In 1992, I received a brochure entitled: Hecho Tejano. Its contents covered the works of Texas Folk Artists being exhibited in an upcoming show in El Paso, Texas. One of the presenters was Benito Morales, originally from Redford, Texas. I had seen some of Benito’s artwork when I visited there in 1989. Created from memory, the woodcarvings depict Benito’s recollections of life in The Big Bend. I recall thinking that it was a shame that such charming creations were hidden away in remote, Redford. Now for some unexplainable reason, I felt compelled to go see the exhibition.
Arriving in El Paso, we headed straight to Benito’s home where I found an enthusiastically friendly 85 year-old. My tour-guide Frank Lujan and he had known each other forever and launched into a series of fond recollections. I waited my turn to ask Benito if he had known my mother, and if he had ever seen the mill that my grandfather Esteban Lujan constructed. At that Benito slapped my shoulder, and exclaimed:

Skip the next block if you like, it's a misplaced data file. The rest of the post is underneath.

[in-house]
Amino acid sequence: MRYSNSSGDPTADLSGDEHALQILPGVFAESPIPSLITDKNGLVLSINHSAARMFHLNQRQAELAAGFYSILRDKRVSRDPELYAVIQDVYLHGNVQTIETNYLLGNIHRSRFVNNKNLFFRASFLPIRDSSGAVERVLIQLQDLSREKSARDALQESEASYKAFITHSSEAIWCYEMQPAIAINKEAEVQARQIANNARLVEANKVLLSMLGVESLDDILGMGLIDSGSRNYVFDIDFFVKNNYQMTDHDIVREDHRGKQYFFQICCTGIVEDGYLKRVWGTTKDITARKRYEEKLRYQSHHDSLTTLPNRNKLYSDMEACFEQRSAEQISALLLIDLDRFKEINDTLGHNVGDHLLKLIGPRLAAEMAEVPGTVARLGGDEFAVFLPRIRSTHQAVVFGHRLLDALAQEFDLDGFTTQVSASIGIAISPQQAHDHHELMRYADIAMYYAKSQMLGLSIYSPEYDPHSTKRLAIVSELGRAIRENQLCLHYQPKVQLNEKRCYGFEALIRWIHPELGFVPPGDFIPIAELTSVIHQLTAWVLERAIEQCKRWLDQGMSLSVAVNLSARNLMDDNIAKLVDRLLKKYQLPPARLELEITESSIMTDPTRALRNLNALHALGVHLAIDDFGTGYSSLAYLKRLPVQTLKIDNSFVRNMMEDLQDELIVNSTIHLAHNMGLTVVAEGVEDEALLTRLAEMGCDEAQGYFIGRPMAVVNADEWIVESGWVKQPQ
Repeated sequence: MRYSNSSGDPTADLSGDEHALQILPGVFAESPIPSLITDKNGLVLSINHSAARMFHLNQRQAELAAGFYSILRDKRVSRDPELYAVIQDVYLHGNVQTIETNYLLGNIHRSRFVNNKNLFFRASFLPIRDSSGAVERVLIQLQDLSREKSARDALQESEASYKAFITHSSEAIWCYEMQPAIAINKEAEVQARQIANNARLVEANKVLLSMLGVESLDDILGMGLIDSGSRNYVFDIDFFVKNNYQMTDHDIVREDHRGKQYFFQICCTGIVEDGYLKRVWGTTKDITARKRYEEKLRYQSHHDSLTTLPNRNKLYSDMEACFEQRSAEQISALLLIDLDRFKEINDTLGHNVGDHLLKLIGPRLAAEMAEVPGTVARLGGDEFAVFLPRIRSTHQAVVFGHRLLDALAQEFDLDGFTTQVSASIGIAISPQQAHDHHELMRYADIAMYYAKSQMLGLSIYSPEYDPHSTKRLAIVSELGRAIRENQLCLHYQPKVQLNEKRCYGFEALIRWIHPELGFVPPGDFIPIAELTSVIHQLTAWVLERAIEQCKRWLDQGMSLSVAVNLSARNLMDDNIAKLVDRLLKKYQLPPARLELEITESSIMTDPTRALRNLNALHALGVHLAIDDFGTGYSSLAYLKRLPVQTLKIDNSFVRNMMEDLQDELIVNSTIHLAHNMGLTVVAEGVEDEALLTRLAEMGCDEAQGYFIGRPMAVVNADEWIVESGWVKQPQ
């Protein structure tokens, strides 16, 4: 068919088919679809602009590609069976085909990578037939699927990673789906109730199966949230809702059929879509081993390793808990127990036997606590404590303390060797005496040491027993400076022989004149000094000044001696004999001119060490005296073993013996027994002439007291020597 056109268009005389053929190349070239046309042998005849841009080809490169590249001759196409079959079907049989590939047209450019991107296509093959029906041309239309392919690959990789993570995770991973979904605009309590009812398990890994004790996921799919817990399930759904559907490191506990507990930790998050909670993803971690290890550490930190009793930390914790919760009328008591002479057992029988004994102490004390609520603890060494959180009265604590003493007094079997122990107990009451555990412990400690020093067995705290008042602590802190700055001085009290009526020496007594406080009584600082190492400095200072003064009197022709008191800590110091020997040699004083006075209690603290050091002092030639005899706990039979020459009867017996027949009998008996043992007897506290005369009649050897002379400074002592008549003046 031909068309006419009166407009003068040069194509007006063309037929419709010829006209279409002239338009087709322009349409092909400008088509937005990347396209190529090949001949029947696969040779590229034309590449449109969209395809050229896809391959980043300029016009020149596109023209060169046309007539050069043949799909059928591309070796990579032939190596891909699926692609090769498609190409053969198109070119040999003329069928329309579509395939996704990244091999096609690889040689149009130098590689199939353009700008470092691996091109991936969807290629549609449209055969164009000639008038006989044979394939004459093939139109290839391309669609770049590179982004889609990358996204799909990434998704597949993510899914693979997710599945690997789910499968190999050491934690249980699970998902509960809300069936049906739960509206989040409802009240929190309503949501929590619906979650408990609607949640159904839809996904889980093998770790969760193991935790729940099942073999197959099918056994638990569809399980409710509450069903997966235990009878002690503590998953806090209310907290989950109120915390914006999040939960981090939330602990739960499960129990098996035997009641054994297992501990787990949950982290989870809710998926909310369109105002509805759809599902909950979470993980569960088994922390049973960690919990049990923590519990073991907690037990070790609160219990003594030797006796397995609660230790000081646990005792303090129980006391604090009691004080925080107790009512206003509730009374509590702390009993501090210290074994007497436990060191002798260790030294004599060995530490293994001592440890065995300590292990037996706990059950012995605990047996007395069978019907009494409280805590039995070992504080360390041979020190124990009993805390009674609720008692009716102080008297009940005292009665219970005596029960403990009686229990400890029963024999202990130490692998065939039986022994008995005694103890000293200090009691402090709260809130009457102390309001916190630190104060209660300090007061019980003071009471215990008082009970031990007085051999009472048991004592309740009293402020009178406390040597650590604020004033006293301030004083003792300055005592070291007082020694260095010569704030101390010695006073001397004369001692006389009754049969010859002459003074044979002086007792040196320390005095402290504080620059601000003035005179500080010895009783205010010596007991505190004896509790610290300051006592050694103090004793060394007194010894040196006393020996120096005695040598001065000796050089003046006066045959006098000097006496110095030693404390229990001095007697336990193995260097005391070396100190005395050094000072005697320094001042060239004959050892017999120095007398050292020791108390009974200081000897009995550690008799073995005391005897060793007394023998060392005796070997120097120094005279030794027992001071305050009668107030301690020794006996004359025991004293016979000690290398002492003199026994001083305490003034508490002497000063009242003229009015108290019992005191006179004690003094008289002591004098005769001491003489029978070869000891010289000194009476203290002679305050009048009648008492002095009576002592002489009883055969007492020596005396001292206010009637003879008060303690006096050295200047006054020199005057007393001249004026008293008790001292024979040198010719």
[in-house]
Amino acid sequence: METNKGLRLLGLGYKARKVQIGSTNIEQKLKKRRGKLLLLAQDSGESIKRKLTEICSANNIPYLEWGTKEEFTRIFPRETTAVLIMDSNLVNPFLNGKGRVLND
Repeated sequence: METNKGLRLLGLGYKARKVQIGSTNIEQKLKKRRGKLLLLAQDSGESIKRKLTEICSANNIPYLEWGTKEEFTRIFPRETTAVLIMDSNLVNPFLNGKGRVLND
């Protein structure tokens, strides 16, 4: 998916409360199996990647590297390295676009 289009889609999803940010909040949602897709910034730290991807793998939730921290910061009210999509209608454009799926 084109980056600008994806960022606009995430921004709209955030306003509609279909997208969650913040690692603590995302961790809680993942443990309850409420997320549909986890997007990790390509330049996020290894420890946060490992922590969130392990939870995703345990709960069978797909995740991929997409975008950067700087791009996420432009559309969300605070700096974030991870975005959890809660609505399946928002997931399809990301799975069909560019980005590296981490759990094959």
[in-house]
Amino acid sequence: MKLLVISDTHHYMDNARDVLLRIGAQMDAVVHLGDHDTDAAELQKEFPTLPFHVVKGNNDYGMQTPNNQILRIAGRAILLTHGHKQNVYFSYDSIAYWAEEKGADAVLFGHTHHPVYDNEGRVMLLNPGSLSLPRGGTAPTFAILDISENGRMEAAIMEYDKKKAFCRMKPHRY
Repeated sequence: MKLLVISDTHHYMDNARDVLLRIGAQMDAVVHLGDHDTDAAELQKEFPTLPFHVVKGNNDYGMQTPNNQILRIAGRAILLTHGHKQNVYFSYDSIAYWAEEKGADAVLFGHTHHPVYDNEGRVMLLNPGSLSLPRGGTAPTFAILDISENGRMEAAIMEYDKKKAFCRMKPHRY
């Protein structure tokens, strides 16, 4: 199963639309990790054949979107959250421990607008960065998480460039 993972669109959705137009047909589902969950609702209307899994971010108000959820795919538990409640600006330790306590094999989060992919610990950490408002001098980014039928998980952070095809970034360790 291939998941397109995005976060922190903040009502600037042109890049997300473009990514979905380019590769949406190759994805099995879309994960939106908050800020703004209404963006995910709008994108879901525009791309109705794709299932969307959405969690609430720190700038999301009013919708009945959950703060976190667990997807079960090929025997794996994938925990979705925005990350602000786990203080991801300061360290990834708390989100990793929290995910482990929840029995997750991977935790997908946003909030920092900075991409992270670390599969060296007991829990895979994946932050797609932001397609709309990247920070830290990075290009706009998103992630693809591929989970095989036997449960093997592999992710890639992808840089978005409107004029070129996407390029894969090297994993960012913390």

“I saw it! I carved it! There is a little girl driving the mule around … That little girl is your mama!”
Now I knew why I’d been so determined to go to El Paso.
Then Benito added:
“If I had known you existed, that piece would have been yours! But I’ve already given it to a nephew who is away at Chicago University. I will send for pictures of it. I will have them for you when you return from The Big Bend.”
And so he did. He also gave us a guided tour, and narrated the history of all the pieces in the Exhibition.
To this day I seriously lament that this impressive Folk Art Collection is not out there for all to see. I for one think that the ideal home would be Marfa, Texas. It is my understanding that it is fast becoming a flourishing art community. Certainly the yearly Marfa Lights attraction would attract viewers from all over the country. It would sure be better than storing these unseen pieces in closets or on the mantles of private homes.